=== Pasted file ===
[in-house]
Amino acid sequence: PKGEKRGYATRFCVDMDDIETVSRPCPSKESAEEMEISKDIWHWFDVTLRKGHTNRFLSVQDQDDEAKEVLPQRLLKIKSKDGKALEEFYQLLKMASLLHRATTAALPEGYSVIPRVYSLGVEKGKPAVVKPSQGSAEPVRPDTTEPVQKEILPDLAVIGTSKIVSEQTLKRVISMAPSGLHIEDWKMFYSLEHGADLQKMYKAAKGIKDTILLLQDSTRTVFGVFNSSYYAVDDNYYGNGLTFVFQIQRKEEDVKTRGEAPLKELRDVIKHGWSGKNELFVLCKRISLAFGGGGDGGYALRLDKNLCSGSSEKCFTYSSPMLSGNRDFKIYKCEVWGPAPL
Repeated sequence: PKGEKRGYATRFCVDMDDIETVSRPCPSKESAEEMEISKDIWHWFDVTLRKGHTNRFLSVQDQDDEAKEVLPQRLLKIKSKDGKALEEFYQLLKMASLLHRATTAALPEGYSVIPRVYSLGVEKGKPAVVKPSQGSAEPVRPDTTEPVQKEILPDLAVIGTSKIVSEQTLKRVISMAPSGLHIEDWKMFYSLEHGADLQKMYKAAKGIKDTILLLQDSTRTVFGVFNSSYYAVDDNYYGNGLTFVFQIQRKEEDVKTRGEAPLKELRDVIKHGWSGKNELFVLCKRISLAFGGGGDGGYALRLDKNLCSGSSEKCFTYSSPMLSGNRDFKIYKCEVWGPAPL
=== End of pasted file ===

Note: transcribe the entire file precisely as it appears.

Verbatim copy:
[in-house]
Amino acid sequence: PKGEKRGYATRFCVDMDDIETVSRPCPSKESAEEMEISKDIWHWFDVTLRKGHTNRFLSVQDQDDEAKEVLPQRLLKIKSKDGKALEEFYQLLKMASLLHRATTAALPEGYSVIPRVYSLGVEKGKPAVVKPSQGSAEPVRPDTTEPVQKEILPDLAVIGTSKIVSEQTLKRVISMAPSGLHIEDWKMFYSLEHGADLQKMYKAAKGIKDTILLLQDSTRTVFGVFNSSYYAVDDNYYGNGLTFVFQIQRKEEDVKTRGEAPLKELRDVIKHGWSGKNELFVLCKRISLAFGGGGDGGYALRLDKNLCSGSSEKCFTYSSPMLSGNRDFKIYKCEVWGPAPL
Repeated sequence: PKGEKRGYATRFCVDMDDIETVSRPCPSKESAEEMEISKDIWHWFDVTLRKGHTNRFLSVQDQDDEAKEVLPQRLLKIKSKDGKALEEFYQLLKMASLLHRATTAALPEGYSVIPRVYSLGVEKGKPAVVKPSQGSAEPVRPDTTEPVQKEILPDLAVIGTSKIVSEQTLKRVISMAPSGLHIEDWKMFYSLEHGADLQKMYKAAKGIKDTILLLQDSTRTVFGVFNSSYYAVDDNYYGNGLTFVFQIQRKEEDVKTRGEAPLKELRDVIKHGWSGKNELFVLCKRISLAFGGGGDGGYALRLDKNLCSGSSEKCFTYSSPMLSGNRDFKIYKCEVWGPAPL